There was the random occasion I would see the Byrd’s after we closed on their house. Jeremy was a cop in town, so I would see him around while he was on patrol. Also, he said that he would be more than happy to come and pick me up if ever I was too drunk to drive, which I did utilize once or twice. One day he breathalyzed (I can’t believe that’s not a real word) me after he picked me up. I think I blew a .10 and I remember being pretty drunk that night (years later when I got arrested on suspicion of DUI I ended up blowing a .148 or something and felt sober, so you can imagine the fall into alcoholism that I had been through in that short time span). All of this is to say that they are amazing people and I hope that they are doing well to this day.

During the dark period of my life I was drinking a lot. Actually thinking about it, I kept this up for, well, ever, so I guess I should say I started drinking a lot. And when I’m drinking, just as many people do, I make the occasional bad decision (many of which end up as short stories). This is a story about one of these decisions and how glad I am that I am friends with Jeremy Byrd.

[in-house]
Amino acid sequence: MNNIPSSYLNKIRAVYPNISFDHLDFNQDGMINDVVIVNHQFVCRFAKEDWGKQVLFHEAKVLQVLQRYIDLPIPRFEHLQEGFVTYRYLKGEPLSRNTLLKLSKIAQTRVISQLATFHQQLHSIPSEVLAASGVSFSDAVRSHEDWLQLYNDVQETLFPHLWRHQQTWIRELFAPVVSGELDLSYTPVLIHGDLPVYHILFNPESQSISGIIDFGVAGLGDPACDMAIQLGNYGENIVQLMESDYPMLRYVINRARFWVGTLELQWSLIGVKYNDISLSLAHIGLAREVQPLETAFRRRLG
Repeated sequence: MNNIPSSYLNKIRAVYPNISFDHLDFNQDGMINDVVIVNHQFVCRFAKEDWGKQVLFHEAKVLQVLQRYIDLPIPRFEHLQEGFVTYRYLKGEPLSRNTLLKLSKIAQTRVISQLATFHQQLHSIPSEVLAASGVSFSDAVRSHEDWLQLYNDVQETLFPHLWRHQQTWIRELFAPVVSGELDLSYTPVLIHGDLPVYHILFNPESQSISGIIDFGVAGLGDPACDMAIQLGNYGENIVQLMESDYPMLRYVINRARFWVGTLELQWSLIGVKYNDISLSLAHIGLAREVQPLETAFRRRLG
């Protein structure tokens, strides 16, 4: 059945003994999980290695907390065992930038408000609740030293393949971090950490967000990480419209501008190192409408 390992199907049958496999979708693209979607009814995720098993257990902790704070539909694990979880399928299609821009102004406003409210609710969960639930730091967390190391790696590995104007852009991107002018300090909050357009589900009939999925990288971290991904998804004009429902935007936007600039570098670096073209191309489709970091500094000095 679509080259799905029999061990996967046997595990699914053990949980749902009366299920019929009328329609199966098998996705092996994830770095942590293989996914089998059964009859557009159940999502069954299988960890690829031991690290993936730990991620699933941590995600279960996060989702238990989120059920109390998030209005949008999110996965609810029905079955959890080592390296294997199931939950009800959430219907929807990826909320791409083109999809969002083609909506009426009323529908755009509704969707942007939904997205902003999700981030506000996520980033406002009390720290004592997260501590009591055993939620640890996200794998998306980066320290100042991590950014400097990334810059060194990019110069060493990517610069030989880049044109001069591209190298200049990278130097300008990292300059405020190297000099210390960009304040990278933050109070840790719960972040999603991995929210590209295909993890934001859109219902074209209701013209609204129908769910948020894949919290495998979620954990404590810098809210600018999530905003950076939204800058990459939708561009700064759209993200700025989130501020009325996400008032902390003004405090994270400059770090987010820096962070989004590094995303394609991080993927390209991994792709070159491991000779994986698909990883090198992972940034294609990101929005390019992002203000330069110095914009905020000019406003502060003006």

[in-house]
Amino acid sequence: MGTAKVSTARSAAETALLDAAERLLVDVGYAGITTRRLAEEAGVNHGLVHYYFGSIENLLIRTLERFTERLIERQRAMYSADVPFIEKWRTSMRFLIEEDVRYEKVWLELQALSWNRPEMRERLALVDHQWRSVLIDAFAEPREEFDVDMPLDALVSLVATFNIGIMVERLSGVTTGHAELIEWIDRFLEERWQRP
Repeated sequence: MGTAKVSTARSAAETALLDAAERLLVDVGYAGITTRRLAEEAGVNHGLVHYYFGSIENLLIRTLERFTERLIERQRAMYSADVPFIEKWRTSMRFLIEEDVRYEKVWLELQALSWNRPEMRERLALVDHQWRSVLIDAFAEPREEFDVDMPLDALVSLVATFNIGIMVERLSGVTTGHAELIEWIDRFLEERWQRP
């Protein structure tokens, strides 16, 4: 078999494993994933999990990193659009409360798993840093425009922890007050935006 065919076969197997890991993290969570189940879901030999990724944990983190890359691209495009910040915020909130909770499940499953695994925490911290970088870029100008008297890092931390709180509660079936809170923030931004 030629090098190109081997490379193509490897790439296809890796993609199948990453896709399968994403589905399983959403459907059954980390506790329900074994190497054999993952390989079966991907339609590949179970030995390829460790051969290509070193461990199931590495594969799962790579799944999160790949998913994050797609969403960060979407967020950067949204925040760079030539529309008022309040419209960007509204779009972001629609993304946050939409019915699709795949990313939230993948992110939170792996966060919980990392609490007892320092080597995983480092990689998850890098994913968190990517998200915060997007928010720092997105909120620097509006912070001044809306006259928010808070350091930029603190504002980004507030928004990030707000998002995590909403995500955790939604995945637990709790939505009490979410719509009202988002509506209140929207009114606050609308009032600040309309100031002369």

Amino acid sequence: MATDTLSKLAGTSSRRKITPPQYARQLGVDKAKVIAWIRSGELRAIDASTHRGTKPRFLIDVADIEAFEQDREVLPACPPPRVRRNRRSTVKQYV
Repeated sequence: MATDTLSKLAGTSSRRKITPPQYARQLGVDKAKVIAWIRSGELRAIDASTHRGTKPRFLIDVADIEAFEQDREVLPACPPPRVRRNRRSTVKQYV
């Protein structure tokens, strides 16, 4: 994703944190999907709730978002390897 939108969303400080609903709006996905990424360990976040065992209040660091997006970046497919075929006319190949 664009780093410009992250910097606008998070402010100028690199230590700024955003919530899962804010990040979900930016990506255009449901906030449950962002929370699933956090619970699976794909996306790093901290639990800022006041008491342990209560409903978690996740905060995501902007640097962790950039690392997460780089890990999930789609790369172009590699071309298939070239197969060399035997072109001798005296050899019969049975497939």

It was a random Friday night, actually it may have been a Saturday, I don’t really remember. My buddy, Drew, and I were out at some local bars in Manassas, as we tended to do every weekend. We were tossing them back and getting good and hammered since one of our good friends was bartending and we basically didn’t have to pay for anything.

Needless to say, we spent some time a little on the drunken side of life. So much had been drank that night in fact that the names of two of the key players in this story have completely left my memory, so I will be calling them Josh and Brian (these names were chosen by fate due to the fact that my friends, Josh and Brian, just walked by my table). I will be giving the short, Italian looking prick the name of Brian and the tall, Italian looking sensible one the name of Josh.

Now, I had seen Josh around before, but had never talked to him before this night. Brian was completely unknown to me. He was short, loud, arrogant, obnoxious, full of himself and obtuse (Massively drunk). This being said, I don’t know why I made the decision that I made that night, especially since this decision meant that I would have had to hang out with him for a good portion of the night. Thank god this story happened. I don’t think I could have hung out with him for that long.